The Future of Asset Management in the GCC (Part 2)

In the second of a two part series, this column outlines a vision for the future of asset management in the GCC.

The asset management industry in the GCC has blindly followed developed market dictates. The main focus is listed equities. But the GCC markets have neither the depth or breadth to allow an active strategy to flourish. A passive strategy does not need asset managers.

The only other truly active asset class in the region is private equity (PE). PE managers have focussed predominantly on what they call late stage investing: buying shares of companies shortly before they list. This strategy has performed well on a few now famous deals. However, fund performance has been abysmal.

The problem here is where is the value creation? A firm that buys a company and quickly IPOs it is not an asset management firm but rather an investment bank that is providing underwriting and equity capital market services.

So where to start? Instead of looking to developed markets and beginning with selecting a strategy, why not review current investor behaviour in the GCC?

Without a doubt the largest sector is real estate (RE). However there is little in terms of RE product offerings by asset managers. Even when it does happen, it is informal, such as the ‘musharakat’ deals in Saudi.

A clear opportunity exists in the equity funding gap faced by developers during the construction phase of their projects. One solution used pre the 2008 global financial crisis was to bridge the gap using funds from the ultimate buyers in what was termed off-plan purchases.

This is no longer viable as the financial collapse exposed the large risk difference between buying off-plan and buying a completed property. On the other hand, professional investors might find such a source of risk very appealing, especially if there is a buyer for the property who is legally bound to purchase at a known price upon completion.

Another asset class that looks promising is growth PE. PE has received a bad name as late stage investors, dependent on the timing of market cycles for an IPO, got caught out. A focus on free cash flow (FCF) would have better served investors, as with FCF if one does not exit, they can at least pay out a dividend.

FCF is only one component, one of its values is decreasing dependence on investment exit timing. Another component is the value of the company, which can be decomposed into a price/earnings (P/E) multiple multiplied by earnings. P/E multiples can be manipulated by public relations and brand improvement, but it is mostly a function of the market. PE firms focussed on P/E multiple expansion are adding no value, or in investment terms they are all beta and no alpha.

This leaves earnings as the main value component that PE managers can influence. Earnings are driven by strategy, management and execution. In the GCC, there is room to improve on all three.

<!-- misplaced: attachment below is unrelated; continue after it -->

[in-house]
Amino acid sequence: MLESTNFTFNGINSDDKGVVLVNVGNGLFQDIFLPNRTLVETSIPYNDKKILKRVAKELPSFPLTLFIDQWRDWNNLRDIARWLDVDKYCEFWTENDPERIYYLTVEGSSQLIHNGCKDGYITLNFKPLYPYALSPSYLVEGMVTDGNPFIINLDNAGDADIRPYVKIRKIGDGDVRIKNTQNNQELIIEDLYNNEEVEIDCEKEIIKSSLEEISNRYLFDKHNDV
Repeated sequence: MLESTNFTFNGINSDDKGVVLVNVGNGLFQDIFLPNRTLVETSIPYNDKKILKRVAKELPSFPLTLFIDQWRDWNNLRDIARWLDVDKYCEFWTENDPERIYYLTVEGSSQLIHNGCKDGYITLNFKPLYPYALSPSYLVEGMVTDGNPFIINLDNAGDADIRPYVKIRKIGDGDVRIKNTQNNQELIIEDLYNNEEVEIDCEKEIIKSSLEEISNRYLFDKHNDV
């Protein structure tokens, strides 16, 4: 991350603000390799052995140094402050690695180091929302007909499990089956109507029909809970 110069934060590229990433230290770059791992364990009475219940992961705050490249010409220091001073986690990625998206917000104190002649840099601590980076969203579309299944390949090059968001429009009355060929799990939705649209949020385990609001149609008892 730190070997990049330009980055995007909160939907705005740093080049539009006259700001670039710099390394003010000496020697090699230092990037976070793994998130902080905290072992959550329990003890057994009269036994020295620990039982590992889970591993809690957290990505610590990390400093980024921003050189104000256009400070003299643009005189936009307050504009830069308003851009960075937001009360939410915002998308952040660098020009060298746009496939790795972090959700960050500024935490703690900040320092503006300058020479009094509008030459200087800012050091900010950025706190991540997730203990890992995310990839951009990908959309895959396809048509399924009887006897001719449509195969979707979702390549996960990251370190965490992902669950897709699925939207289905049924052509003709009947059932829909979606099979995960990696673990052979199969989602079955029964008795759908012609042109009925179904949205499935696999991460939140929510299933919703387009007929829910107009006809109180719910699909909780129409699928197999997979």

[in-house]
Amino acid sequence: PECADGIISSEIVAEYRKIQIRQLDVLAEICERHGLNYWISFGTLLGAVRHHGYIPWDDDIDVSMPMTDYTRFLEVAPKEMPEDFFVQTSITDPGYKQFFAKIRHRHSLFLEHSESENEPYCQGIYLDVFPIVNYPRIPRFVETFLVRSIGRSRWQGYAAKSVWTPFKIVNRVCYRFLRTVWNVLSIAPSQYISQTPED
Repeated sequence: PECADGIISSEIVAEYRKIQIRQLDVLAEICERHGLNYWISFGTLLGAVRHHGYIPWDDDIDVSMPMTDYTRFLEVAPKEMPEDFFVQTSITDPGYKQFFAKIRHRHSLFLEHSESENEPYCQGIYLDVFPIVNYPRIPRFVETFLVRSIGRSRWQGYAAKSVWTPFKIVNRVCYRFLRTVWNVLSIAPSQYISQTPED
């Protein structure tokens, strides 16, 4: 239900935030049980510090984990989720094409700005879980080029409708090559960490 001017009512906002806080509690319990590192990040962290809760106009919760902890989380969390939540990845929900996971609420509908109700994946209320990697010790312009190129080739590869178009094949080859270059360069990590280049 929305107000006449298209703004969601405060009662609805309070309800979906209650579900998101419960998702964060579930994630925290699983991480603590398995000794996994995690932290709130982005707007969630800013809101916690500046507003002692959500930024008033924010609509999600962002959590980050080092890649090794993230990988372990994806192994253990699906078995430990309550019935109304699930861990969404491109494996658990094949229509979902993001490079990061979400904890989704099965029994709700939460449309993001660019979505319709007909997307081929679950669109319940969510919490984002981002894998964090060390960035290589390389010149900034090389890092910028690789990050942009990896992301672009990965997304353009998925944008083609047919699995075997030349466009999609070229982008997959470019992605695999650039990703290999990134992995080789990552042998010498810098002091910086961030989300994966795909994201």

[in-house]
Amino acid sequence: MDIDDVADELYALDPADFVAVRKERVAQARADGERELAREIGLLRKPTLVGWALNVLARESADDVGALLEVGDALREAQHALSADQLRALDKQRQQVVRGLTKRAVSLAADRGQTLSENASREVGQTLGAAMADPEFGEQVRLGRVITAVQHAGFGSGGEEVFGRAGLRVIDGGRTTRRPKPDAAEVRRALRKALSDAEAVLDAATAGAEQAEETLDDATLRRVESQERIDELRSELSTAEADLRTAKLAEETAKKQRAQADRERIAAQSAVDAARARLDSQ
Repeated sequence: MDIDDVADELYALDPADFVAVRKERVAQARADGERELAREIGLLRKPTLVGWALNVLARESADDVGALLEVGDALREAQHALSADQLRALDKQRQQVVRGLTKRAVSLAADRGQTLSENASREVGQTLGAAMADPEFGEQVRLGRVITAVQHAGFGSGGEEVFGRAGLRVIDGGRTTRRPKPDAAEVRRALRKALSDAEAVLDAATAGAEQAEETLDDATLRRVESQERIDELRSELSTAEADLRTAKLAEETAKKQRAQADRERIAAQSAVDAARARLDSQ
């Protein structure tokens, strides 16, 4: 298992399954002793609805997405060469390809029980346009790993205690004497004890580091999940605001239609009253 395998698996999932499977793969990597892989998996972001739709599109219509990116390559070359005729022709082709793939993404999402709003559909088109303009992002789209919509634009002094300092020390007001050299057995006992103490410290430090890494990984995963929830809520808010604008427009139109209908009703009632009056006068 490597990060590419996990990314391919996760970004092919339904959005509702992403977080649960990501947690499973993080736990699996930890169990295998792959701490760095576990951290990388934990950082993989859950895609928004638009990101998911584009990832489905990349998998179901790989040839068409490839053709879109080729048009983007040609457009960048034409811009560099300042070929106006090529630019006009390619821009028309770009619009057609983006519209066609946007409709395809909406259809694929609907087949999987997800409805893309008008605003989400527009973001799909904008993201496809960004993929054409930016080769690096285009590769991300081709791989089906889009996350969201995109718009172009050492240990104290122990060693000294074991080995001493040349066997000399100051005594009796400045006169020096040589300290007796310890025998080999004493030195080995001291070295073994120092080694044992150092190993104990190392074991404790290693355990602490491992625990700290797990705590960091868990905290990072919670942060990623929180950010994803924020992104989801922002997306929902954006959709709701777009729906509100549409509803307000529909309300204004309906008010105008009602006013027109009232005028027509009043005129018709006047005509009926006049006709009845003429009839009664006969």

The management gap is the easiest to explain. Normally an economy cannot outgrow its talent pool. In the GCC, due to massive commodity production, this anomaly is exactly what happened. Importing talent creates the paradox of GCC economies becoming even more efficient and productive, thus growing even faster.

This persistent economy — talent gap creates a sustainable opportunity for PE managers to create value. This is not about identifying firms with bad talent, but identifying economic sectors where there is a shortage of talent, acquiring a successful firm in that sector and then driving its growth into uncontested market share. IPOs do not come into it.

Execution, or lack thereof, provides an opportunity not just at the executive level but at the shareholder and board level as well. Executive management in the GCC has evolved far faster than shareholders and board members. The reason is not clear, although the main culprits are probably a lack of understanding of the value a shareholder can add as well as a persistent belief that board appointments are a reward rather than a responsibility.

Strategy is a deeper topic that has been covered in several previous posts. The start is understanding the value of using long term strategy, followed by understanding the main pitfalls faced in developing a strategy and finally how to develop an adaptive strategy.

This column has repeatedly emphasised why and how shareholders and boards add value and this will not be repeated here. The natural consequences of such a statement, however, need to be understood: Execution cannot be improved without control or at the least leadership. There is no room in private equity for passive investors, at least not if they wish to be successful.

The problem with asset management in the GCC is not the sector but the strategy, management and execution.